by Perry Longinotti, Alberta Canada
It is tough being a geek. We're faced with a never-ending stream of interesting new technologies that we would like to try out. But the reality is that unless you are an uber-geek, chances are you do not make enough money to purchase and enjoy all of these new technologies. The good news is that you do not have to forsake food and shelter in order to be able to purchase those interesting new gadgets that you so desire. There is an easier way. This article will expose you to the seedy underbelly of used laptop buying and selling (it isn't really all that seedy actually).
Beware! Once you have gained access to a plentiful supply of cheap used laptops there may be no going back. People in serious relationships should seek the permission of their significant others before embarking on this adventure.
What's my motivation?
Like we were saying, you are a geek. Don't worry, it's 2004 -- we took over the planet years ago when no one was looking. As a geek, you like to try out interesting new technologies -- and they don't always have to be cutting-edge new. Or maybe you want a fancy new laptop but you have only got cash for cheap basic entry-level model. Being a geek, purchasing a standard entry-level machine is simply out of the question. Those units are fine and dandy for your mom and dad but they simply are not for you. Your problem is that you want the $3,000.00 computer for the price of a $999.00 computer (or less - actually mostly less). So what can you do?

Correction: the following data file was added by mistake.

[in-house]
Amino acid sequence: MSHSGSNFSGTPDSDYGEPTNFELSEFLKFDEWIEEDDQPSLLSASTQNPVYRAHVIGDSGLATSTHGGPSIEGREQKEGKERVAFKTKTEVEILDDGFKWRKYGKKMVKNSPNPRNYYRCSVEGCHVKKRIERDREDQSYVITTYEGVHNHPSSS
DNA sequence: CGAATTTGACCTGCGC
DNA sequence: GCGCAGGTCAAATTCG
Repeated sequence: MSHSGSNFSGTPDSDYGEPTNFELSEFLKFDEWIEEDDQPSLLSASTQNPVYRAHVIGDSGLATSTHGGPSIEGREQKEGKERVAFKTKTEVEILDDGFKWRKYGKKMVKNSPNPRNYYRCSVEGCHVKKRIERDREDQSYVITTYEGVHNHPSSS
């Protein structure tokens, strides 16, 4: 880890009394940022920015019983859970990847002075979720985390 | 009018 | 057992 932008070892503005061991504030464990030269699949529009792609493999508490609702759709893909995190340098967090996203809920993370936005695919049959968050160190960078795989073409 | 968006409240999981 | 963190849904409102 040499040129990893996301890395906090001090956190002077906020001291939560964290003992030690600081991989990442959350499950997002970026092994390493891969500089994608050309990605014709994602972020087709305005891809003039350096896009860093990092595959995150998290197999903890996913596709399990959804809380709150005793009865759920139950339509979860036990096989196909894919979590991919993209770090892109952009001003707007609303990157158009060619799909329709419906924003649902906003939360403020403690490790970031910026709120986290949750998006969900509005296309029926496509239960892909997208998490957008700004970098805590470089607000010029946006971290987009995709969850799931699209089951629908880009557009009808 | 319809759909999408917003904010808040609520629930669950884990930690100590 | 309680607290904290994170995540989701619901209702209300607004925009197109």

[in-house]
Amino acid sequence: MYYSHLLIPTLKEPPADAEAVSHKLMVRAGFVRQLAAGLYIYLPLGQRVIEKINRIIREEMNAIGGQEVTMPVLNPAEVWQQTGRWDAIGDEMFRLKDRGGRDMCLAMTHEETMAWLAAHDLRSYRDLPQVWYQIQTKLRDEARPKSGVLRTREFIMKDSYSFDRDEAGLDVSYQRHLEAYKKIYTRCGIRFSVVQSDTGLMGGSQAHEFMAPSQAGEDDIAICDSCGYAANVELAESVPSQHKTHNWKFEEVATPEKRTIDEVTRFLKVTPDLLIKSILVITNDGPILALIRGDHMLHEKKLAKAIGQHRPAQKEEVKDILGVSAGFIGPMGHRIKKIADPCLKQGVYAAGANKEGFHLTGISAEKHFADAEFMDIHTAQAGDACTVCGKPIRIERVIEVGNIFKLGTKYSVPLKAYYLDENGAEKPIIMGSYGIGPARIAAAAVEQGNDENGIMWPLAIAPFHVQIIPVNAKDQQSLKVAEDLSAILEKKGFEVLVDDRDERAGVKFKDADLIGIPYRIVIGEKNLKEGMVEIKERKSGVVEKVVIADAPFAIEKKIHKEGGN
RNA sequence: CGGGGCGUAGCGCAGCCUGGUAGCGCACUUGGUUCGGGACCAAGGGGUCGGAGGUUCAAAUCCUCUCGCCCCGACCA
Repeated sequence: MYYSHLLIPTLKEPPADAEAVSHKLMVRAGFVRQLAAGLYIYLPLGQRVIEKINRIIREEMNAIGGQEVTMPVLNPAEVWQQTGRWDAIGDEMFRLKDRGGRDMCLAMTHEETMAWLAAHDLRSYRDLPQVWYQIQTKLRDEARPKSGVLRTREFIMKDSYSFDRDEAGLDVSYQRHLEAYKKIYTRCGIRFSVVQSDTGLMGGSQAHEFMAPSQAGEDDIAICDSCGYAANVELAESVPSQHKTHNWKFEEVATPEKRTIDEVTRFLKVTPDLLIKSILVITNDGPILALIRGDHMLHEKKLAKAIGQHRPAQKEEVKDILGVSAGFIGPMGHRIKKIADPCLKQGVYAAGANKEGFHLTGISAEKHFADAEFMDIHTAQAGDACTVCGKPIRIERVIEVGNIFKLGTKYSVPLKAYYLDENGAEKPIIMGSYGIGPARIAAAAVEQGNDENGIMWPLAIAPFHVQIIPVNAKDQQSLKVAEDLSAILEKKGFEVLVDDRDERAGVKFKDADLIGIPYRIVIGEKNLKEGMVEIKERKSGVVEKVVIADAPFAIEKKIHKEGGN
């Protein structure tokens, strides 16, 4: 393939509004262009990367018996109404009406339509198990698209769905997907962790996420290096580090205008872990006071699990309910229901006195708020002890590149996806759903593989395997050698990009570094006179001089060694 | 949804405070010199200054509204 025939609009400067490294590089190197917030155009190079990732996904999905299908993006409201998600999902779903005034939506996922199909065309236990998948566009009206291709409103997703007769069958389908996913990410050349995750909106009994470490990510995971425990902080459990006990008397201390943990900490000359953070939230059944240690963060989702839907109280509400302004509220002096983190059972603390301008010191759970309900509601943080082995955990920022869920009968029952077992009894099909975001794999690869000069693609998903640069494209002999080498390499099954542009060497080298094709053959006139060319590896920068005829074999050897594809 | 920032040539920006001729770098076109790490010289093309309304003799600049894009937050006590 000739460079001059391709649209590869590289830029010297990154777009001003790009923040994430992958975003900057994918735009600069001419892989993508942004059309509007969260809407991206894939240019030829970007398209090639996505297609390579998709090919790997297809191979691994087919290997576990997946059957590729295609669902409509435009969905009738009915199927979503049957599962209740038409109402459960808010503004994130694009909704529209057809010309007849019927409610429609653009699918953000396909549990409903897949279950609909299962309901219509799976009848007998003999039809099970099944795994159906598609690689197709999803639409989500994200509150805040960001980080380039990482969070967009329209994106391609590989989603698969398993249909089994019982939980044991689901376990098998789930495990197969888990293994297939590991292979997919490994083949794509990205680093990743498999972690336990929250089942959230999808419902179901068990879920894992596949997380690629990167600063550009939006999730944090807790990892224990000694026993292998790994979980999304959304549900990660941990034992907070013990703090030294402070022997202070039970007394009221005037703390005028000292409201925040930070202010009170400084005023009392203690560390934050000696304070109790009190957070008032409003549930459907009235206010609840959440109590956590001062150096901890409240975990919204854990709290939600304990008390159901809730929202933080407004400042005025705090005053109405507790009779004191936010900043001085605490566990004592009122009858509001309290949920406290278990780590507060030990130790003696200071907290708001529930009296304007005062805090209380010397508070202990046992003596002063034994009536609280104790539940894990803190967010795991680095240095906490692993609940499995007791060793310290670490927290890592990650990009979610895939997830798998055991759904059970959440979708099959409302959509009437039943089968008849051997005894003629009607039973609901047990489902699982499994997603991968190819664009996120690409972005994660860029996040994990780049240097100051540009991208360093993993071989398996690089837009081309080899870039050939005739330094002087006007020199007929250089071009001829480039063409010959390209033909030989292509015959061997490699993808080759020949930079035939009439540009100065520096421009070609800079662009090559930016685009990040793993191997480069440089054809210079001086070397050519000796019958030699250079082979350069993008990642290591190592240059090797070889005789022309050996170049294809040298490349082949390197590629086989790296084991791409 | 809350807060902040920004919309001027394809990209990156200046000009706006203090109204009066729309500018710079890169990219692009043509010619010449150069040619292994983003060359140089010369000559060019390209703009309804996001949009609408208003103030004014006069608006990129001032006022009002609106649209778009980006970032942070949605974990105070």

The answer is; you turn to the used market. Because of the rapid pace of technology individuals and corporations are faced with an upgrade cycle every three years. The value of computers spirals downward as soon as the till receipt is finished printing. This is something that we as computer users are familiar with or have been affected by, so why not make it work for us? Certain people and companies need the latest technology in order to do business (or they think they do). When they out-grow a given technology they sell the items either directly or through a broker. If you know what to look for you can find some real gems among these cast-offs. The fact that an entire industry devoted to buying used equipment and selling it for profit has sprouted from this fertile ground should give us all a sense of the opportunity here.
For most people a three-year-old machine is still a very useful item. Unless you are playing a lot of games or doing demanding work like photo or video editing you do not need the latest technology to enjoy your computer.
Will that void my warranty?
Many people shy away from used equipment because they would feel more comfortable with something that comes with a warranty. I submit to you that used equipment is attractive because of the fact that it comes without a warranty. This means two things.
First, the item will be less expensive. Everyone has heard jokes about how quickly computers depreciate in value. This is true. It is not uncommon to see laptops that once sold for $3,000.00 selling on the used market for $500.00 after a period of about three years. This can be pretty frustrating for people who like to purchase the latest technology as soon as it comes to market. But why not make this depreciation work for you? The top of the line of laptop from three years ago probably came with things like 802.11b or Bluetooth. These are still very new and attractive technologies.